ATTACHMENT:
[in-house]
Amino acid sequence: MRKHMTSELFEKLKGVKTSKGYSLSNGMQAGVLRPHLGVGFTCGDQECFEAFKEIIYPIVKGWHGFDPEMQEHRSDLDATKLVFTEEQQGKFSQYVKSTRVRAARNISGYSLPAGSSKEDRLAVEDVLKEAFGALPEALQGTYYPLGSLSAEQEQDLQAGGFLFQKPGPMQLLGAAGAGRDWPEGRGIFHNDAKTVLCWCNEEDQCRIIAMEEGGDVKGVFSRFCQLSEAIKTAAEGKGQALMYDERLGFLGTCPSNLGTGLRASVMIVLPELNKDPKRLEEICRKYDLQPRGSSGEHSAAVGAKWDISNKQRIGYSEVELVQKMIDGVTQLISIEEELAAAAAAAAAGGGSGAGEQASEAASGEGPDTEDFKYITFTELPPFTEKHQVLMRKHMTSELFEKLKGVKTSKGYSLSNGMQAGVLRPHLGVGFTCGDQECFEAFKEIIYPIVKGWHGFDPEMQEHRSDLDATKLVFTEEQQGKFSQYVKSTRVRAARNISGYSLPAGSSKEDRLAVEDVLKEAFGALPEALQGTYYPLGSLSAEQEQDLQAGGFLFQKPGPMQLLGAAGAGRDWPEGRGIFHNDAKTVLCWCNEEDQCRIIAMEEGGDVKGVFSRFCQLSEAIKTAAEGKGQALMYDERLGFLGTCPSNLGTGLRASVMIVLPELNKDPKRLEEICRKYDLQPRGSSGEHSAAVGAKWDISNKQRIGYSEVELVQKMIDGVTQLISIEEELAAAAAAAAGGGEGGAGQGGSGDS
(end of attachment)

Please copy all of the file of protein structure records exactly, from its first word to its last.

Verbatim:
[in-house]
Amino acid sequence: MRKHMTSELFEKLKGVKTSKGYSLSNGMQAGVLRPHLGVGFTCGDQECFEAFKEIIYPIVKGWHGFDPEMQEHRSDLDATKLVFTEEQQGKFSQYVKSTRVRAARNISGYSLPAGSSKEDRLAVEDVLKEAFGALPEALQGTYYPLGSLSAEQEQDLQAGGFLFQKPGPMQLLGAAGAGRDWPEGRGIFHNDAKTVLCWCNEEDQCRIIAMEEGGDVKGVFSRFCQLSEAIKTAAEGKGQALMYDERLGFLGTCPSNLGTGLRASVMIVLPELNKDPKRLEEICRKYDLQPRGSSGEHSAAVGAKWDISNKQRIGYSEVELVQKMIDGVTQLISIEEELAAAAAAAAAGGGSGAGEQASEAASGEGPDTEDFKYITFTELPPFTEKHQVLMRKHMTSELFEKLKGVKTSKGYSLSNGMQAGVLRPHLGVGFTCGDQECFEAFKEIIYPIVKGWHGFDPEMQEHRSDLDATKLVFTEEQQGKFSQYVKSTRVRAARNISGYSLPAGSSKEDRLAVEDVLKEAFGALPEALQGTYYPLGSLSAEQEQDLQAGGFLFQKPGPMQLLGAAGAGRDWPEGRGIFHNDAKTVLCWCNEEDQCRIIAMEEGGDVKGVFSRFCQLSEAIKTAAEGKGQALMYDERLGFLGTCPSNLGTGLRASVMIVLPELNKDPKRLEEICRKYDLQPRGSSGEHSAAVGAKWDISNKQRIGYSEVELVQKMIDGVTQLISIEEELAAAAAAAAGGGEGGAGQGGSGDS